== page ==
Almost half a century after the death of Maria Callas, the myth of the singer still persists. In fact, looking at recent years, it seems to intensify. Books, documentaries, exhibitions, shows, and tributes continue to proliferate. Furthermore, unprecedented projects emerge, in which the use of new media takes the lead: an immersive exhibition, a concert with a hologram, a posthumous duet between Callas and Gheorghiu. It is against this background that I address 7 Deaths of Maria Callas (2020), an operatic project by Marina Abramović, with music by Marko Nikodijević and video by Nabil Elderkin.

Crossing different arts and media, the show re-enacts, between the stage and the screen, the deaths of seven female characters from seven famous operas: Verdi’s La traviata, Puccini’s Tosca, Verdi’s Otello, Puccini’s Madama Butterfly, Bizet’s Carmen, Donizetti’s Lucia di Lammermmor, and Bellini’s Norma. A different singer performs each of these arias live while a video is projected on a giant screen at the back of the stage. There are therefore seven videos in which Marina, either alone or co-starring with Willem Dafoe, embodies seven deaths under the sign of ‘consumption’, ‘jumping’, ‘strangulation’, ‘Hara-Kiri’, ‘knifing’, ‘madness’, and ‘burning’. An eighth death is added to these seven: the death of Maria Callas. It is in this eighth scene, which reproduces the circumstances of the soprano’s death in her Parisian apartment in 1977, that Marina Abramović, embodying Callas, intervenes as a performance artist on stage.

My purpose in this paper is twofold. On the one hand, I aim to discuss some of the themes evoked by this project: the tensions between the performing arts and performance art; the interpretative challenges of intermediality and intertextuality; the trope of the female protagonist’s death in opera. On the other hand, taking as a starting point the emphasis on the artist’s presence on stage—a crucial aspect of Abramović’s work—I seek to show how 7 Deaths of Maria Callas embodies and manifests the paradox that runs through many of the recent projects around Maria Callas: on the one hand, the fascination with the multiplication of images, doubles, copies, avatars, media; on the other hand, the obsession with the values of originality: authenticity, liveness, and presence.

Jessica Tsun Lem Hui is a composer and PhD researcher in Music at Christ’s College, University of Cambridge. Her research examines contemporary relationships between voice, technology, and society. Her dissertation investigates the cultural histories and impact of vocal imitation technologies, ranging from 18th-century speaking automata to contemporary AI-generated voices.

In Shibuya Keīchirō’s ‘humanless’ opera, The End (2012), desires for pliability and fantasies of control are realised through the technological affordances of Vocaloid. This singing synthesis software manifests the voices of both the protagonist (virtual pop sensation Hatsune Miku) and the antagonist (a bootleg clone known as Look-A-Like) in an opera of holographic bodies and virtual mise-en-scène. The End’s narrative obsesses over death and existentialism, where Miku attempts to defy her immortal, digital state for a fallible, human existence—an ultimately humanist rendering of a posthumanist opera illustrating the fluidity and fragility of nonhuman performers and the diegetic world. By examining the opera’s narrative, notions of vocal virtuosity, and by exploring the socio-technical assemblage of Miku, this paper reimagines vocal production and intermundane collaboration as it relates to the fluid and reversible configurations between voices, bodies, and technologies in performance. It proposes a reading of musical performance that troubles both the experience of the performing voice and narratives of technological determinism relating to emerging voice technologies.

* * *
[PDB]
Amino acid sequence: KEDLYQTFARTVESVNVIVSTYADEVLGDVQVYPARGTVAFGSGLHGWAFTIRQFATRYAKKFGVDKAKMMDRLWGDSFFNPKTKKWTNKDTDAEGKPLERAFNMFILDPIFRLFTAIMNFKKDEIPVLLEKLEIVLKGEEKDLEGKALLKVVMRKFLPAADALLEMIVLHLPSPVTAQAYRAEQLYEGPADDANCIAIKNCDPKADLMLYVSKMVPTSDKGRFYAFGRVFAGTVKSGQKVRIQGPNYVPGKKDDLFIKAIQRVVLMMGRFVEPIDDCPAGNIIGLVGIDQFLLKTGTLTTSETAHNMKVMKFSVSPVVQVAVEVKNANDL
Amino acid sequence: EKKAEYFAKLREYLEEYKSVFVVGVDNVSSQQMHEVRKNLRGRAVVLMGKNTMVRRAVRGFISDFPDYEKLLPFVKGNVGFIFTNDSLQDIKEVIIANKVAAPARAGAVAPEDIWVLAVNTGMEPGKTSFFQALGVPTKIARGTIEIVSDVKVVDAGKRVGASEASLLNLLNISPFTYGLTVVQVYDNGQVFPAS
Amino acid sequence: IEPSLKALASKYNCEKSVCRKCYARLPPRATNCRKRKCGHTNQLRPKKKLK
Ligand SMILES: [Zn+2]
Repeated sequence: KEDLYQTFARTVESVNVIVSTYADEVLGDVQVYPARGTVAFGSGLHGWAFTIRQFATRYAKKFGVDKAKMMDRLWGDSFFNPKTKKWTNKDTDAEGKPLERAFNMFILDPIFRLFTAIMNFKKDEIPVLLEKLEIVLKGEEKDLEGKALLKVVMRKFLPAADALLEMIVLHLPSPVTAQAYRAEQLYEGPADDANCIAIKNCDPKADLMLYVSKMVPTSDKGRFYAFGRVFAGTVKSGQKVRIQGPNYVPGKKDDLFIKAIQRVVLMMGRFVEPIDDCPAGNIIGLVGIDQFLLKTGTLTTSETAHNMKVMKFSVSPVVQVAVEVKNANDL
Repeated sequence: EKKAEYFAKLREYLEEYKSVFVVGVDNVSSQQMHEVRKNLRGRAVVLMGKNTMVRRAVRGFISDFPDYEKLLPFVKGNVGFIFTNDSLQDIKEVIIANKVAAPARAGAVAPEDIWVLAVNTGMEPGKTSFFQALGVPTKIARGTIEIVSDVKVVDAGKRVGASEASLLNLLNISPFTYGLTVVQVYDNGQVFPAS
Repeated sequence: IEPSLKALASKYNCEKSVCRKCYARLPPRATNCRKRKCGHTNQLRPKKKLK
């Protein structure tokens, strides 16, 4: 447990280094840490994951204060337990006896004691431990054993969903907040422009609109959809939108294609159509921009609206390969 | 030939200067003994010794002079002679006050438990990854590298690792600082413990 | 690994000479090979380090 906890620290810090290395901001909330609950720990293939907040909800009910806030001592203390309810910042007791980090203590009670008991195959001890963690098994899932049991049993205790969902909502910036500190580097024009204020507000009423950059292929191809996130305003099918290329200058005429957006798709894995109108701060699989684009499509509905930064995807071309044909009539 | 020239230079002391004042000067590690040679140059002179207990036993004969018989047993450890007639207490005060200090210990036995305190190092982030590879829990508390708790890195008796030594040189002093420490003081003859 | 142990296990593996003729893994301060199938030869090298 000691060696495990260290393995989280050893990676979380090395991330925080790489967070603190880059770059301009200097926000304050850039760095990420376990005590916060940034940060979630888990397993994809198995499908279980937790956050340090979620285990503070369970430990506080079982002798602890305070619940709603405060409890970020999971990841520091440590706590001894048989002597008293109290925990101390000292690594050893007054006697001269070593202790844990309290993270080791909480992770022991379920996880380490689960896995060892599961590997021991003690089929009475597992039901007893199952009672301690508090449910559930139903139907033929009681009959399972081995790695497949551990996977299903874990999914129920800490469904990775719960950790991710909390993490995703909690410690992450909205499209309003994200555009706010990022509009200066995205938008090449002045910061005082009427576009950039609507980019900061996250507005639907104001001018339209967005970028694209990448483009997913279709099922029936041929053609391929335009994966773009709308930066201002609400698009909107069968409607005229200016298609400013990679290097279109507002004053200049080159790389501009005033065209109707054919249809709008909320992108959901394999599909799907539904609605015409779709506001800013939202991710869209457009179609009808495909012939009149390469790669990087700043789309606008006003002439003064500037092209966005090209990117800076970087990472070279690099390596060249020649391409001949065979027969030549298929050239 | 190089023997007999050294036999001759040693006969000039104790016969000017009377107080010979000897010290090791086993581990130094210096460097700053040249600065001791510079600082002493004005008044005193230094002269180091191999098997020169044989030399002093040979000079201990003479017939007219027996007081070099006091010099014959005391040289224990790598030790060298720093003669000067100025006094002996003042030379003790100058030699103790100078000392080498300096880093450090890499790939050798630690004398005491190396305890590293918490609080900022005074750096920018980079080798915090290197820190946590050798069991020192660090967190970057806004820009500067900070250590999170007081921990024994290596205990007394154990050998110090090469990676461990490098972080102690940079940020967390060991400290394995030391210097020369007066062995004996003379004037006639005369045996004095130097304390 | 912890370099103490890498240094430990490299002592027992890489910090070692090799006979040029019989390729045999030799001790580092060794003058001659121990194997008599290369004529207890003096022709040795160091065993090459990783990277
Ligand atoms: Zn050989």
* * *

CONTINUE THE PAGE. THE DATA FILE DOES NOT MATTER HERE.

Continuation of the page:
Jack Adler-McKean is a performer-researcher promoting the tuba family through collaborations with internationally renowned ensembles, composers, and academic institutions. Recent projects include performances with Ensemble Modern and Klangforum Wien, music theatre productions on stage at the Deutsche Oper Berlin and Philharmonie Luxembourg, collaborations on new solo works with Sarah Nemstov and George Lewis, premières at the BBC Proms and Darmstädter Ferienkurse, and recitals in Rome and Buenos Aires. Recent research activities include presentations at conferences in Paris and Klagenfurt, working with tuba students in Ankara and Jihlava, and giving seminars for composers in London and Boston. His first book, The Playing Techniques of the Tuba, was published by Bärenreiter in 2020; other writings have been featured in the Historic Brass Society Journal and Oxford Handbook of Wind Instruments, while he also curates the Contemporary Music for Tuba collection for Edition Gravis, and his own compositions and arrangements are published by Potenza Music. He was recently awarded his PhD from the Royal Northern College of Music, supported by the Arts and Humanities Research Council of Great Britain.